Profound Questions: What's Up With Log Cabins?
Originally published February 12, 2010
Back in 2009, McSweeneys.net started a competition searching for "columnists." I was among the first batch of winners. "Chris White Answers Profound Questions About the Presidents" ran for a year, with a few additional installments added afterward.
Two hundred and one years after Abraham Lincoln's birth, the scene has changed a bit. Rising from a gurgling spring at the foot of a wooded hill are 56 steps -- one for each year of his life -- elevating visitors to a Greek temple. Hodgenville is not the hot spot for Zeus-worshipping Kentuckians. The temple holds not a body, nor a statue, nor a gift counter. It enshrines a building.
The log cabin inside is old and weathered. If you look closely, you see the logs are numbered -- Ikea-like reminders of the time when the house was torn down, moved between state fairs and rebuilt. And if you have a carbon dating kit handy, you can confirm that Lincoln apparently was born in a cabin at least 30 years younger than Abraham Lincoln. Chalk it up to the magic of that stovepipe hat, or understand that authenticity does not matter: the temple is as much a monument to the cabin as to the man. It's an American icon, a standard of moral fiber. We have chosen to make a building virtuous.
Extremely virtuous! William Henry Harrison entered the world in style at a James River plantation house with brick walls three feet thick. Berkeley, which still stands today, was nice enough to have been visited by all eight of Harrison's predecessors, with grounds large enough to one day host the Union army (and its commander in-chief). The cabins in Harrison's life were a temporary inconvenience -- a Studio 6, with better towels -- when he settled on a new Ohio farm later in life.
Martin Van Buren entered the world surrounded by drunk Dutchmen in his father's Kinderhook tavern. That humble spread is now marked by a fine metal sign on someone's front yard. Through hard work and fastidious discipline he bootstrapped his way to an education, the largest potato farm in town, and also the refined taste to go with it (i.e., a flush toilet).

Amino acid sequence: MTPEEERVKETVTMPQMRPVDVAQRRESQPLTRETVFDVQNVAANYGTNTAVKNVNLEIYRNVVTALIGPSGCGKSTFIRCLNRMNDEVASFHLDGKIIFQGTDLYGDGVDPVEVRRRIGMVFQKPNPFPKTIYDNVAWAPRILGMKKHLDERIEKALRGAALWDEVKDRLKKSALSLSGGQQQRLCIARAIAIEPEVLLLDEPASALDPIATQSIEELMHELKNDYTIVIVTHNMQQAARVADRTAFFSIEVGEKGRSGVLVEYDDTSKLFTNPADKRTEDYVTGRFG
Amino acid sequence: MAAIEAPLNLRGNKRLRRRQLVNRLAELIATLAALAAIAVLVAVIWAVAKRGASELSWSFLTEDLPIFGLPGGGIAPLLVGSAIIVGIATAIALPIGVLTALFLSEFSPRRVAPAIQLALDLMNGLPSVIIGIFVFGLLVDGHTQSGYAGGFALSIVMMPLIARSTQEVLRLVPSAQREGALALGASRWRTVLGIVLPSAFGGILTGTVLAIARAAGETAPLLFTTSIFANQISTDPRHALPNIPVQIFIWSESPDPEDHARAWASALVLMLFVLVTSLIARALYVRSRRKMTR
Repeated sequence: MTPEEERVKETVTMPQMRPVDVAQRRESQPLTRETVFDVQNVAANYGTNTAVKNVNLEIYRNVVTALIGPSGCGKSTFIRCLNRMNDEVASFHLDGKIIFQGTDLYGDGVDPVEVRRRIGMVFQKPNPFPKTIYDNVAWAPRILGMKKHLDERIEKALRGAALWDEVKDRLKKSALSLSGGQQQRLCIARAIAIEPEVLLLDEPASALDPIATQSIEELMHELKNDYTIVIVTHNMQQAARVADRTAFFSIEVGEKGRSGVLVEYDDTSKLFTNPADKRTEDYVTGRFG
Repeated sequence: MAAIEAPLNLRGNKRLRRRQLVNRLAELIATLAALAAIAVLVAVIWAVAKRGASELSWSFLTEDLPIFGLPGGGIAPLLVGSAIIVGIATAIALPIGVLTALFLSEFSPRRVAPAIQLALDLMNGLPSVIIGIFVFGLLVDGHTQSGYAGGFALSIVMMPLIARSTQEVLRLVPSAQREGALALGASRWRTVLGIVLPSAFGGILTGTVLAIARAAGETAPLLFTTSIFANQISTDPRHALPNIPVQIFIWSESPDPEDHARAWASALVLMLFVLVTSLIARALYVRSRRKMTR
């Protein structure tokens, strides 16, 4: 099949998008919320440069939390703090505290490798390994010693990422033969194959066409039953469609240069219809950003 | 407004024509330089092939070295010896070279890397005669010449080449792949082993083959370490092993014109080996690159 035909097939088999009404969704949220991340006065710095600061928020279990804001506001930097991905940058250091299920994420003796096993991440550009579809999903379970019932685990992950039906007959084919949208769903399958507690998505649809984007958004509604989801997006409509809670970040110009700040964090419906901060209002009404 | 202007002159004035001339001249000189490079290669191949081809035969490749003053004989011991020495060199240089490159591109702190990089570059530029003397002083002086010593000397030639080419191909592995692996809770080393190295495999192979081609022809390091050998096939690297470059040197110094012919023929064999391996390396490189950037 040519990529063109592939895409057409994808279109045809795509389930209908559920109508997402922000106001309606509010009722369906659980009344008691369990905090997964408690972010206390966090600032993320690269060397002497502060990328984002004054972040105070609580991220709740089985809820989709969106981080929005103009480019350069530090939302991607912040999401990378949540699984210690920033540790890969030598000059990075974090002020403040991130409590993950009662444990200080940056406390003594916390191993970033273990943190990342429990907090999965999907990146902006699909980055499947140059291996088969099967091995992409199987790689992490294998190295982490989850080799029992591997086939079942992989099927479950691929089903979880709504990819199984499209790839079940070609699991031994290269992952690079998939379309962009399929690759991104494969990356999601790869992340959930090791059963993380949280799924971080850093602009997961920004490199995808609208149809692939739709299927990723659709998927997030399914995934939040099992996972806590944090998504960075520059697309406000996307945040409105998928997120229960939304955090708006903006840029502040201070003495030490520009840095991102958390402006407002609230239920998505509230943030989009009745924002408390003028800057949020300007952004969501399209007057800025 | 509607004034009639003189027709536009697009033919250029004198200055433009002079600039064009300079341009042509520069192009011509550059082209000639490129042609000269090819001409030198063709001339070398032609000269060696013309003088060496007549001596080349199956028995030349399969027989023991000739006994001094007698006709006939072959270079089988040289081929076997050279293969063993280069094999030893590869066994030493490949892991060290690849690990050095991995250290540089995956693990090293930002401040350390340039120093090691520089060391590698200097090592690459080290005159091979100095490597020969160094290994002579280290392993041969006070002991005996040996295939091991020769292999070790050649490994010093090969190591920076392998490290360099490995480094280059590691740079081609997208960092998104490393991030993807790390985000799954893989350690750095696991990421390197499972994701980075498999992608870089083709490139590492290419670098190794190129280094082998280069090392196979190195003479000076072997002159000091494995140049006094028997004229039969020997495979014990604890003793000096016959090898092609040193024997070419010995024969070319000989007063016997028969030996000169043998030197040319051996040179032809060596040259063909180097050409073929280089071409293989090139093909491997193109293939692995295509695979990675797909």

In 1840, when politics were pure and beautiful and not at all personal and malicious like today, Van Buren's people wanted Harrison to look like a withered hayseed, happy to drink himself to death in a log cabin. The Whigs borrowed a page from Van Buren -- the Donna Brazile who organized Andrew Jackson's cult of personality -- and went with it. Calculating that drunk hayseeds were the NASCAR dads of the mid-19th century, they made log cabins the symbol of Harrison's humility, honesty and endurance on every piece of campaign swag; hard cider was dished out at campaign events. The silver-spoon Virginian became the champion of the common man, and the greasy-spoon New Yorker stayed a snob. Cabin fever had set in.
But in many ways, that fever broke long ago. Cabins served as a badge of authenticity for generations, a campaign tool before you could just toss on the cap of a sports team you don't really follow. But in 2010, the Legend of Franklin Pierce doesn't dawdle over the birth cabin on the New Hampshire rock farm (though farming crappy soil is a fine, character-building New England tradition); it tries instead to link his alcoholism with the very pleasant tavern his dad opened a few years later. James Buchanan had an actual frontier birth -- Cove Gap, Pa., was a trading post on the edge of nowhere in 1791, and the granite pyramid marking the cabin site might be the fanciest addition to the town since then. But enthusiasm for his loggy origins has been dampened by the "worst president ever" meme.
Whatever street cred most presidents got from living nowhere near a paved street has long since evaporated. The romance of the log cabin, as it survives today, rests almost exclusively on our 16th president. What makes Lincoln's logs special?
Not noble poverty. The Lincolns were not actually poor. Cabins were not the doublewides of the 1800s, but a logistical necessity in pre-Home Depot world. If you had land in frontier Kentucky (or Indiana, or Illinois) you were doing something right, and Thomas Lincoln had some land.
Not hardship. No life without toilet paper is comfortable, but if squalor makes the man, Andrew Johnson would be on the penny. He was born in Raleigh in a loft above the kitchen where his mother worked, his father died when he was young, and he was apprenticed to a tailor to help make ends meet. He ran away, was on the lam for two years, then collected his family and took them to eastern Tennessee on a one-horse cart. All before he was 20. That's Dickensian, but AJ never captured the national imagination.
The difference is results. Getting to the White House takes salesmanship: an assemblage of half-truths and exaggerations meant to crop and frame a man's character just so. Cabins were just part of that pitch. But accomplish great things, and the narrative becomes the truth. The virtues of cabin living didn't contribute to Lincoln's greatness; Lincoln's greatness elevated the building.
Consider: There was once a fine and bearded man born to a hardscrabble, log-cabin existence. Through great effort he became a remarkable lawyer and thinker; his great skill as an orator boosted him to public life; he served in Congress as a proud Republican and did his best through times of war to preserve the Union. His presidency was tragically ended by an assassin. He was James A. Garfield of Ohio, and he thought Lincoln a "second-rate Illinois lawyer." A good man, but never a great one.
There is no Greek temple outside Cleveland.